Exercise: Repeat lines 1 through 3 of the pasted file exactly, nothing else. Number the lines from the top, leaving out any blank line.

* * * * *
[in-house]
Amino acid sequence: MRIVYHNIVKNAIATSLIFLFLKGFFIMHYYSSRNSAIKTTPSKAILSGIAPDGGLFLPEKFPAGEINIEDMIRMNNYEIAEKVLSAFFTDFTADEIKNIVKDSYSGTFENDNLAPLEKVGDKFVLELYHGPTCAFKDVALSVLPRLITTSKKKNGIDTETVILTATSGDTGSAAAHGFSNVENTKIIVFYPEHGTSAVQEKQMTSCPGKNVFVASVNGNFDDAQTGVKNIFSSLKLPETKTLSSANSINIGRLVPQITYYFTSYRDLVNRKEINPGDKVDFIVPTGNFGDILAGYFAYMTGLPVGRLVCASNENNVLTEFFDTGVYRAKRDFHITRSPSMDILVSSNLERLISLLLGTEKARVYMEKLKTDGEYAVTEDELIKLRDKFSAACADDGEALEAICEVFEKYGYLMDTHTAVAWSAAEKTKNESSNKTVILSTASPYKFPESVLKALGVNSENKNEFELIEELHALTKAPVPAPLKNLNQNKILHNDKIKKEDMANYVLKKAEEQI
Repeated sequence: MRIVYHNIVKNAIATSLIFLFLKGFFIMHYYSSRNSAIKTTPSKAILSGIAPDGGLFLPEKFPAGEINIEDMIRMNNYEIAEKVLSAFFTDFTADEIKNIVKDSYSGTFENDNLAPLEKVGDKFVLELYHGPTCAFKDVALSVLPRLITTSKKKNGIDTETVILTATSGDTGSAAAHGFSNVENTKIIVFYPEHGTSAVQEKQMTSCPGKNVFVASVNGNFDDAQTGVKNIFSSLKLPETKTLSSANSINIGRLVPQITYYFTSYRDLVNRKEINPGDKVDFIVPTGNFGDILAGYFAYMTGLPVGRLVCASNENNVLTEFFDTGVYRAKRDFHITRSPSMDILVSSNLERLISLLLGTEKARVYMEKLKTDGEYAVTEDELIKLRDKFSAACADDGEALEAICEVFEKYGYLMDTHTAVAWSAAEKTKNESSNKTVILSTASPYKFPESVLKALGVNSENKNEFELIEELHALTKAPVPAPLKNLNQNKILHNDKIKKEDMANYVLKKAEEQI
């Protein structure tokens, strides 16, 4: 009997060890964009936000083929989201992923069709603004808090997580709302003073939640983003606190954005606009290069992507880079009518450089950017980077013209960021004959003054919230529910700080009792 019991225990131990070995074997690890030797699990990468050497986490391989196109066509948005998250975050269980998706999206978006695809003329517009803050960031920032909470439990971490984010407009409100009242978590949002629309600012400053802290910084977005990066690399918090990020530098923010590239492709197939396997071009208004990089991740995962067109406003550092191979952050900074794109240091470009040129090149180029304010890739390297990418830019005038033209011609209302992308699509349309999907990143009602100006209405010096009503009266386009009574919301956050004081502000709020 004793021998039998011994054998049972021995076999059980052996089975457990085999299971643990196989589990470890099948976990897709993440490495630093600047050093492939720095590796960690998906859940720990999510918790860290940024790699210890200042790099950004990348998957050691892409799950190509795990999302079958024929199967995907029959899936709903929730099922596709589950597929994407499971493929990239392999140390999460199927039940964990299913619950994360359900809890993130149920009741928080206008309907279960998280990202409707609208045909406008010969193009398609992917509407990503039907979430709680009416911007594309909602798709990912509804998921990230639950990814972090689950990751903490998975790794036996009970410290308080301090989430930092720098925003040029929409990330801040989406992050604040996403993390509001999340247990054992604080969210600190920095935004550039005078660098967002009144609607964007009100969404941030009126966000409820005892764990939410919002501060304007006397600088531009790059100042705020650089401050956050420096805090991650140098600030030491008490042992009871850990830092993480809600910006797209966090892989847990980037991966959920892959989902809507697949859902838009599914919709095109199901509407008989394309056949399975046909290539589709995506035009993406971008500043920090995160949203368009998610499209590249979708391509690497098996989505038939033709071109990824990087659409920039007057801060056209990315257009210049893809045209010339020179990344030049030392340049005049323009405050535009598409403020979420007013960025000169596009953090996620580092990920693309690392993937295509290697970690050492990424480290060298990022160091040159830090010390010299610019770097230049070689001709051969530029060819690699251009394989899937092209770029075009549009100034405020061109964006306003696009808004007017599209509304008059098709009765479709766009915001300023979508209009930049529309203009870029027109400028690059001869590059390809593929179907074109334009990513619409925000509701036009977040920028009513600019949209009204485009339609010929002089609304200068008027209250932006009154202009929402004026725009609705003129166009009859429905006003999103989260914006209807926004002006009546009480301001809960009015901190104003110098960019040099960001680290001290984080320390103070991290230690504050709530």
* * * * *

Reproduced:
[in-house]
Amino acid sequence: MRIVYHNIVKNAIATSLIFLFLKGFFIMHYYSSRNSAIKTTPSKAILSGIAPDGGLFLPEKFPAGEINIEDMIRMNNYEIAEKVLSAFFTDFTADEIKNIVKDSYSGTFENDNLAPLEKVGDKFVLELYHGPTCAFKDVALSVLPRLITTSKKKNGIDTETVILTATSGDTGSAAAHGFSNVENTKIIVFYPEHGTSAVQEKQMTSCPGKNVFVASVNGNFDDAQTGVKNIFSSLKLPETKTLSSANSINIGRLVPQITYYFTSYRDLVNRKEINPGDKVDFIVPTGNFGDILAGYFAYMTGLPVGRLVCASNENNVLTEFFDTGVYRAKRDFHITRSPSMDILVSSNLERLISLLLGTEKARVYMEKLKTDGEYAVTEDELIKLRDKFSAACADDGEALEAICEVFEKYGYLMDTHTAVAWSAAEKTKNESSNKTVILSTASPYKFPESVLKALGVNSENKNEFELIEELHALTKAPVPAPLKNLNQNKILHNDKIKKEDMANYVLKKAEEQI
Repeated sequence: MRIVYHNIVKNAIATSLIFLFLKGFFIMHYYSSRNSAIKTTPSKAILSGIAPDGGLFLPEKFPAGEINIEDMIRMNNYEIAEKVLSAFFTDFTADEIKNIVKDSYSGTFENDNLAPLEKVGDKFVLELYHGPTCAFKDVALSVLPRLITTSKKKNGIDTETVILTATSGDTGSAAAHGFSNVENTKIIVFYPEHGTSAVQEKQMTSCPGKNVFVASVNGNFDDAQTGVKNIFSSLKLPETKTLSSANSINIGRLVPQITYYFTSYRDLVNRKEINPGDKVDFIVPTGNFGDILAGYFAYMTGLPVGRLVCASNENNVLTEFFDTGVYRAKRDFHITRSPSMDILVSSNLERLISLLLGTEKARVYMEKLKTDGEYAVTEDELIKLRDKFSAACADDGEALEAICEVFEKYGYLMDTHTAVAWSAAEKTKNESSNKTVILSTASPYKFPESVLKALGVNSENKNEFELIEELHALTKAPVPAPLKNLNQNKILHNDKIKKEDMANYVLKKAEEQI